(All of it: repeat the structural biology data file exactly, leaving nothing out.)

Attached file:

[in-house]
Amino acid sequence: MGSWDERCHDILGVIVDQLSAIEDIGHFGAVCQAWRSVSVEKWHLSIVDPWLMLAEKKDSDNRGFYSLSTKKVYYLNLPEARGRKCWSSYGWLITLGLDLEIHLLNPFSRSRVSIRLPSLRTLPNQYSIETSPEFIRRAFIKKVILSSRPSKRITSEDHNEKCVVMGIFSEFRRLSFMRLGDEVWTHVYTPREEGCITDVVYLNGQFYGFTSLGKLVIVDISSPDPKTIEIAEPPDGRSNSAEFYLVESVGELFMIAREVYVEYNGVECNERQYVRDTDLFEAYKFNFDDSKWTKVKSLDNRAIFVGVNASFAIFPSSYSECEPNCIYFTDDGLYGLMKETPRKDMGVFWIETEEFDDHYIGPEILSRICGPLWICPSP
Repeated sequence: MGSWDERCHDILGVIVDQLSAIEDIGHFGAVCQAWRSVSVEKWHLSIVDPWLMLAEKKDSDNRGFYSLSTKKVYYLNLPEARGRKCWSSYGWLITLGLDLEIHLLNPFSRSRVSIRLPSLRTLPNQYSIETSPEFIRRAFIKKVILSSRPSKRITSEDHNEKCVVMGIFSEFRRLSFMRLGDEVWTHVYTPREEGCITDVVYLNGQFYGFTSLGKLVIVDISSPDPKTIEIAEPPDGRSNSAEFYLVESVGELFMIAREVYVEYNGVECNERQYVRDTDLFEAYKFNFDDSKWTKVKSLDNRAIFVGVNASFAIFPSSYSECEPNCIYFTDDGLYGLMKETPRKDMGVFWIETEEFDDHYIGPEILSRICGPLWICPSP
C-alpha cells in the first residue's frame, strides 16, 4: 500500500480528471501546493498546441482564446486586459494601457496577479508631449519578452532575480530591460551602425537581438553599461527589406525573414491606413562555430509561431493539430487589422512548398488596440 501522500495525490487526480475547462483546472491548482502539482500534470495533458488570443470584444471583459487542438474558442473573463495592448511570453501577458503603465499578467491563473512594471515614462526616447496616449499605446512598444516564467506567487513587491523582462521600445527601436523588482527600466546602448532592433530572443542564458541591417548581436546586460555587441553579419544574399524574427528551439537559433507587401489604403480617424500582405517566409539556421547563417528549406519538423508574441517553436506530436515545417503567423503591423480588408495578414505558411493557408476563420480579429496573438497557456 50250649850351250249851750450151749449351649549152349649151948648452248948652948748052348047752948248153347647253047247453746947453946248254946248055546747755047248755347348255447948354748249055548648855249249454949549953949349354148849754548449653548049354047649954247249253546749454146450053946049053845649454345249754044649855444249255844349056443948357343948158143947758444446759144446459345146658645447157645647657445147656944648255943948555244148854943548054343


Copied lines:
[in-house]
Amino acid sequence: MGSWDERCHDILGVIVDQLSAIEDIGHFGAVCQAWRSVSVEKWHLSIVDPWLMLAEKKDSDNRGFYSLSTKKVYYLNLPEARGRKCWSSYGWLITLGLDLEIHLLNPFSRSRVSIRLPSLRTLPNQYSIETSPEFIRRAFIKKVILSSRPSKRITSEDHNEKCVVMGIFSEFRRLSFMRLGDEVWTHVYTPREEGCITDVVYLNGQFYGFTSLGKLVIVDISSPDPKTIEIAEPPDGRSNSAEFYLVESVGELFMIAREVYVEYNGVECNERQYVRDTDLFEAYKFNFDDSKWTKVKSLDNRAIFVGVNASFAIFPSSYSECEPNCIYFTDDGLYGLMKETPRKDMGVFWIETEEFDDHYIGPEILSRICGPLWICPSP
Repeated sequence: MGSWDERCHDILGVIVDQLSAIEDIGHFGAVCQAWRSVSVEKWHLSIVDPWLMLAEKKDSDNRGFYSLSTKKVYYLNLPEARGRKCWSSYGWLITLGLDLEIHLLNPFSRSRVSIRLPSLRTLPNQYSIETSPEFIRRAFIKKVILSSRPSKRITSEDHNEKCVVMGIFSEFRRLSFMRLGDEVWTHVYTPREEGCITDVVYLNGQFYGFTSLGKLVIVDISSPDPKTIEIAEPPDGRSNSAEFYLVESVGELFMIAREVYVEYNGVECNERQYVRDTDLFEAYKFNFDDSKWTKVKSLDNRAIFVGVNASFAIFPSSYSECEPNCIYFTDDGLYGLMKETPRKDMGVFWIETEEFDDHYIGPEILSRICGPLWICPSP
C-alpha cells in the first residue's frame, strides 16, 4: 500500500480528471501546493498546441482564446486586459494601457496577479508631449519578452532575480530591460551602425537581438553599461527589406525573414491606413562555430509561431493539430487589422512548398488596440 501522500495525490487526480475547462483546472491548482502539482500534470495533458488570443470584444471583459487542438474558442473573463495592448511570453501577458503603465499578467491563473512594471515614462526616447496616449499605446512598444516564467506567487513587491523582462521600445527601436523588482527600466546602448532592433530572443542564458541591417548581436546586460555587441553579419544574399524574427528551439537559433507587401489604403480617424500582405517566409539556421547563417528549406519538423508574441517553436506530436515545417503567423503591423480588408495578414505558411493557408476563420480579429496573438497557456 50250649850351250249851750450151749449351649549152349649151948648452248948652948748052348047752948248153347647253047247453746947453946248254946248055546747755047248755347348255447948354748249055548648855249249454949549953949349354148849754548449653548049354047649954247249253546749454146450053946049053845649454345249754044649855444249255844349056443948357343948158143947758444446759144446459345146658645447157645647657445147656944648255943948555244148854943548054343